where are the proportions invested in securities. The diffusion term in (9) establishes a correlation between bank capital and total risk-weighted assets.
3. Financial Market Setting
The first of three assets, we consider treasury which evolves according to
where is the instantaneous nominal interest rate at time t and is -measurable. Assume that is a well-defined process.
3.2. Stock Index Fund
The evolution of the price process of the stock index fund is governed by the SDE:
where , is the risk premia of the stock index, , is positive volatility parameters that are continuous functions and assumed to satisfy all the required regularity conditions, in order to guarantee that the unique strong solution to Equation (11) exists. The unit market price of risk for the stock index is and the risk premium of the stock index fund is .
Any loan is essentially an interest rate contingent claim and by Itô’s lemma the dynamics of the loan price are assumed to follow according to the SDE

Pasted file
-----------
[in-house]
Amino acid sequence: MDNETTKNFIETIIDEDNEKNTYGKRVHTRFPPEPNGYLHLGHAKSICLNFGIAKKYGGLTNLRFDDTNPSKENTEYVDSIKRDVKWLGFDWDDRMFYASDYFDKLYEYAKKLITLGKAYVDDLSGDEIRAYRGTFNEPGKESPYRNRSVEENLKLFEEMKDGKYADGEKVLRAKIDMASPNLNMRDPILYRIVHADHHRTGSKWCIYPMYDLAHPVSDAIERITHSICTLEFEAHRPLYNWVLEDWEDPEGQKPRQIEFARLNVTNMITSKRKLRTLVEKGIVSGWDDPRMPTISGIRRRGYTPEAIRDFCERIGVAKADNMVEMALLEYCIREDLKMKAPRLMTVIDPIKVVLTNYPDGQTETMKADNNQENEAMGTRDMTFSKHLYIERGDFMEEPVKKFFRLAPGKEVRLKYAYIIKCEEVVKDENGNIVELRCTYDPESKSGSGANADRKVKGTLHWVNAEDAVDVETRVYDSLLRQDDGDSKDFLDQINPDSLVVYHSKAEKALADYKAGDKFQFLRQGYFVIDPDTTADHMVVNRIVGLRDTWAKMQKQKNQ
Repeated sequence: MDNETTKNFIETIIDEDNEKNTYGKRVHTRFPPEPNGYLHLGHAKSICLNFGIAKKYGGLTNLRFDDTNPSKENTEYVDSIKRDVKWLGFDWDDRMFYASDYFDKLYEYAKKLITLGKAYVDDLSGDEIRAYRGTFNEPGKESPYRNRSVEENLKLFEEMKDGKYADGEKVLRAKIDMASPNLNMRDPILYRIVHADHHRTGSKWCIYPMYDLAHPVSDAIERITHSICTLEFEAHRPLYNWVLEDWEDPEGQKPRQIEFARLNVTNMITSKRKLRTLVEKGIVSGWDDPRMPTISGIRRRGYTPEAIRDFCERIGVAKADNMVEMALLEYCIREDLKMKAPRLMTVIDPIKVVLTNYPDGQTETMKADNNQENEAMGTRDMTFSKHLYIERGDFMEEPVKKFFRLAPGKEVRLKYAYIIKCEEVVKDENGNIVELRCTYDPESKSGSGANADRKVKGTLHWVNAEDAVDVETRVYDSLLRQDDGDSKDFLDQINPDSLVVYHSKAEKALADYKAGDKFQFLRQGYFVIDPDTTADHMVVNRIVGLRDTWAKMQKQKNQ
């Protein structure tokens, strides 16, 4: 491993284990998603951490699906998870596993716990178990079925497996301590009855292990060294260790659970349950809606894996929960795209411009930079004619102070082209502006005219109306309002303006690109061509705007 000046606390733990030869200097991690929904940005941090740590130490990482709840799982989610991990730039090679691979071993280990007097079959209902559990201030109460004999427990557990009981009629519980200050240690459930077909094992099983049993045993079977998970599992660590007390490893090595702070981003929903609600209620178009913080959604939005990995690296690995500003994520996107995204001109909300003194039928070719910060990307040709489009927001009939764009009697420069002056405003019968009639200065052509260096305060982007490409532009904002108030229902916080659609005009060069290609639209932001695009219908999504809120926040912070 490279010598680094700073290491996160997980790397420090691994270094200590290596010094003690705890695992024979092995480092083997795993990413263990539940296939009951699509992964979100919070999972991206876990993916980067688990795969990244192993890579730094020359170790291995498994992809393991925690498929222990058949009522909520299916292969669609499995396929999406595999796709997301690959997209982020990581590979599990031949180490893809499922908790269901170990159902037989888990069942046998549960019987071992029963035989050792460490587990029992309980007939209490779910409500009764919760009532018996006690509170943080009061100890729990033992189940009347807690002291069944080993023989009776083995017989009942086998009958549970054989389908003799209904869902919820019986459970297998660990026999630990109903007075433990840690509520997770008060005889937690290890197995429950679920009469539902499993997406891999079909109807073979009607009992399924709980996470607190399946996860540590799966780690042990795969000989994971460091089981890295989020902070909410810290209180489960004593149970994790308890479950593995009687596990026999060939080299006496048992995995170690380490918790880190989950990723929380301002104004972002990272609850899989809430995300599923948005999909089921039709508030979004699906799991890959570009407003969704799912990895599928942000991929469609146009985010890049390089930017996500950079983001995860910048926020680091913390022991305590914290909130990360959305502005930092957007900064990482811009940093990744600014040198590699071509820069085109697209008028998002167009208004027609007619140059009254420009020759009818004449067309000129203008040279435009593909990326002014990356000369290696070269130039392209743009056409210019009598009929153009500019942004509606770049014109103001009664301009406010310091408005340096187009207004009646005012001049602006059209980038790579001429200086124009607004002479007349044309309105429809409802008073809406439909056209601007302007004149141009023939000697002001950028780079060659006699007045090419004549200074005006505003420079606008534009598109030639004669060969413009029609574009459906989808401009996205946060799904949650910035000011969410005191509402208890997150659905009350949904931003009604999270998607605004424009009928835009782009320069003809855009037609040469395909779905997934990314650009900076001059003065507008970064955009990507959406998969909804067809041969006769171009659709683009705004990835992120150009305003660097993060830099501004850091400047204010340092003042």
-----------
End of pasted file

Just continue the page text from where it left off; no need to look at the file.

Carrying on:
is the risk premia per loan in the loan portfolio, , is the volatility parameter that are continuous functions and assumed to satisfy all the required regularity conditions, in order to guarantee that the unique strong solution to Equation (12) exists. We assume that the bank grants loans at a nominal interest rate or loan rate as a sum of instantaneous nominal interest rates, the market price of risk and the default risk premium. Here, , is the unit market price of risk for a loan. As in  , the default risk premium , is the credit spread charged by the bank and it is the function of the probability of default (PD), and the loss given default of the loan, (LGD) (Spread = ). Main liabilities for the bank come from approving loans. Total outstanding number of loans at time t is denoted by . Then the revenue from writing loan policies over the time period is given by . We also assume that bank can sell their loan portfolios to other banks.